Speaking for Congressmen representing US shale states, North Dakota Senator Kevin Cramer warned that “Saudi Arabia’s next steps will determine whether our strategic partnership is salvageable.”

Salvaging Saudi-US relations may be Prince Mohammed’s only option.

Putin-MBS shouting match on oil prices? 

Russian President Vladimir Putin is unlikely to have taken kindly to a reported shouting match in a phone call with the crown prince at the outset of the price war.

Signalling that the production cuts are a ceasefire rather than an end to the war, Saudi Arabia and Russia continue to fight it out on oil markets with the kingdom undercutting Russia with discounts and special offers, according to a Reuters investigation.

Strained relations did not prevent the two countries from moving forward with an agreement on Russian wheat sales to the kingdom. A first Russian shipment of 60,000 tons set sail for Saudi Arabia earlier this month.

Read more: US-Saudi oil clash breeding a larger conflict

Irrespective of the state of Saudi-Russian relations, Russia’s call for replacing the US defence umbrella in the Gulf with a multi-lateral security arrangement that would involve the United States, as well as China, Europe, and India, is a skeleton with no flesh.

Russia has neither the wherewithal nor the will to shoulder responsibility for Gulf security. Nor do others, envisioned by Russia as a participant in a revised Gulf security arrangement.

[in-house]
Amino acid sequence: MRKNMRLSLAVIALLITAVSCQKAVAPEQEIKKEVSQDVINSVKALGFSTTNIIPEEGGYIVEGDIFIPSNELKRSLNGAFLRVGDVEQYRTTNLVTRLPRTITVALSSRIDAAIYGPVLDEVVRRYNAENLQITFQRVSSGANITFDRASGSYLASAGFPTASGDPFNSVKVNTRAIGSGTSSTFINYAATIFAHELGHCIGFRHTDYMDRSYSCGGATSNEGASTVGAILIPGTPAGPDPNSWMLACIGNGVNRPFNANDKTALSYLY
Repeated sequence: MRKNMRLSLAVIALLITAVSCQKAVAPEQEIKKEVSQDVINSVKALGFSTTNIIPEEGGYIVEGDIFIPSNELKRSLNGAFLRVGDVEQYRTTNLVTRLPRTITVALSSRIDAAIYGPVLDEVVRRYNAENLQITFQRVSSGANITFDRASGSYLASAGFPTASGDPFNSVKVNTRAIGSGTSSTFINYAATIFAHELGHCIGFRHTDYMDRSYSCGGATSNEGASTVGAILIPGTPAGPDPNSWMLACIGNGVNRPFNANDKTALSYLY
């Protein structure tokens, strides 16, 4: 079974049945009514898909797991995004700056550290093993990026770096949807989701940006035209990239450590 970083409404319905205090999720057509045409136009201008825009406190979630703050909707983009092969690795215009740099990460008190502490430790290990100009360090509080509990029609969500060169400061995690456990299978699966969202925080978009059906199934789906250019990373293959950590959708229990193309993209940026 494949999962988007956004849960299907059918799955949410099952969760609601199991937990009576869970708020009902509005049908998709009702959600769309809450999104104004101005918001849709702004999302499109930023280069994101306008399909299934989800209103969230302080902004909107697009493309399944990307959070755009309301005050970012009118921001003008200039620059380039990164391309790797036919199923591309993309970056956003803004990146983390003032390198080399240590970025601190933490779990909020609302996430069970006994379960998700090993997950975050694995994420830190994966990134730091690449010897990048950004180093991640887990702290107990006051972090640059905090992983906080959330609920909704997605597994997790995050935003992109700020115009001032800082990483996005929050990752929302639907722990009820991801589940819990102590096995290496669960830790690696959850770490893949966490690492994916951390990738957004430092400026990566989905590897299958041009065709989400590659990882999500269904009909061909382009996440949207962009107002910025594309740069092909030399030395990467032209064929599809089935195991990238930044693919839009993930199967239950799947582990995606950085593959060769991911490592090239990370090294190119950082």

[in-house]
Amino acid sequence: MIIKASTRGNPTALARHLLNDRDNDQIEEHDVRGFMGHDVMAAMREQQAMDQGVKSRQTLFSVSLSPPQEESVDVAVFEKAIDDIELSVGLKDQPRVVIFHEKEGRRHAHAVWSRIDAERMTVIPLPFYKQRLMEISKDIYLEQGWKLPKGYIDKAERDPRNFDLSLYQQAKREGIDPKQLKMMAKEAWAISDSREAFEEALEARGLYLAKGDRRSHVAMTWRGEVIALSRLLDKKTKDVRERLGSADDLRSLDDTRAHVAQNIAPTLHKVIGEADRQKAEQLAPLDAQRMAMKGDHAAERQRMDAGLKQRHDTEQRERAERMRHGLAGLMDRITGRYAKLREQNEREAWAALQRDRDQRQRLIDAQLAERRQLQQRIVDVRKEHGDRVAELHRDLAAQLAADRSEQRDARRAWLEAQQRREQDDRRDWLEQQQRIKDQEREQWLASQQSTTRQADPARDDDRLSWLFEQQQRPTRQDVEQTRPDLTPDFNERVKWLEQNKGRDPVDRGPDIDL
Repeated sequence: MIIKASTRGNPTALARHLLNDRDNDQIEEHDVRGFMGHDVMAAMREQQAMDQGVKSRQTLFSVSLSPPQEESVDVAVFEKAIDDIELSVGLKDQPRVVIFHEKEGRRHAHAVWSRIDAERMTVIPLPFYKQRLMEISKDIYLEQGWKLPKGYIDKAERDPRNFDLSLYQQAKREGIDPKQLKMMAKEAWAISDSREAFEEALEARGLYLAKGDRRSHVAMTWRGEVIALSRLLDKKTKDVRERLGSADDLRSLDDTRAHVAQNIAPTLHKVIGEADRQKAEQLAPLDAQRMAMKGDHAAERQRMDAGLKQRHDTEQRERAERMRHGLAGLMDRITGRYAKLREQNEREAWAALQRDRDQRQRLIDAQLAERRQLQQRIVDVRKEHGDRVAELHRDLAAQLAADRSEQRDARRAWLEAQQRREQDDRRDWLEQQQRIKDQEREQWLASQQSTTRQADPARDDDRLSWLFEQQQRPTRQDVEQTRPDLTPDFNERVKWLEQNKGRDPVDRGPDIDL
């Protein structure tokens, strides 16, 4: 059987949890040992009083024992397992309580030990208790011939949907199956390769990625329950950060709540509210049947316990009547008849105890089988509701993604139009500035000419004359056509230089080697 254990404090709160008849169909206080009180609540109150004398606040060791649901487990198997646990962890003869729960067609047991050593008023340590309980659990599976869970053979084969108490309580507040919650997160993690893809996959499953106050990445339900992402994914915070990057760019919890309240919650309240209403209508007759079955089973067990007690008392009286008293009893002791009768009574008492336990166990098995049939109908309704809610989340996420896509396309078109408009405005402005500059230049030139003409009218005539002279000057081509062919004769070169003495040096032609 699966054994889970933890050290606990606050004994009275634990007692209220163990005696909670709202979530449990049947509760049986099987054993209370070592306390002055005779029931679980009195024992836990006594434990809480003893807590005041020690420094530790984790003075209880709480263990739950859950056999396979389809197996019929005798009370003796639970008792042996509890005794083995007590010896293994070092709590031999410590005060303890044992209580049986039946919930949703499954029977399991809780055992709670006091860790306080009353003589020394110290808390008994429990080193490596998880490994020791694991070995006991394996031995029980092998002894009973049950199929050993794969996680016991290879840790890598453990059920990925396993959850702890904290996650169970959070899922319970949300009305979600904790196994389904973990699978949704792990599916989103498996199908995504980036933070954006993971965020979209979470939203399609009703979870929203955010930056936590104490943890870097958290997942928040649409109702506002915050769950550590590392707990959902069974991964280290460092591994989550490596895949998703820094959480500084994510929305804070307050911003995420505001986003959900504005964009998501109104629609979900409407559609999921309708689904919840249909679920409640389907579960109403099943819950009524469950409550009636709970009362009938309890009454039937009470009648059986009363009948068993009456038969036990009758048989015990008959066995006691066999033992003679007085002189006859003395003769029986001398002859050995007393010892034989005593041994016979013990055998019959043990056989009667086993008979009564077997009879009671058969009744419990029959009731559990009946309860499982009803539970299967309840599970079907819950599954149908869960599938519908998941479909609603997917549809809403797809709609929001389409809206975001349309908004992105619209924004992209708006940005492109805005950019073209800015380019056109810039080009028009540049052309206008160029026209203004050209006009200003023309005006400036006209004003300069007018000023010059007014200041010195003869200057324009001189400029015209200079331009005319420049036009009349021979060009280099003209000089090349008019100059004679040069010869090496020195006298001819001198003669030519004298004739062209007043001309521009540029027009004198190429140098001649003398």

The proposal, moreover, is a stillborn baby as long as Saudi Arabia refuses to engage with Iran with no pre-conditions. The kingdom has so far used the pandemic to harden fault lines with the Islamic Republic, casting aside opportunities to build bridges with goodwill gestures.

China prefers Iran over Saudi Arabia, but why?

China has no appetite for a major military role in the Middle East despite having established its first foreign military base in Djibouti and contributing to anti-piracy operations off the coast of Somalia.

Equally troubling for Prince Mohammed is the fact that he cannot be certain that China would be able to maintain its neutrality if US-Iranian tensions were to explode into an all-out war given that when the chips are down Iran may be of greater strategic significance to Beijing.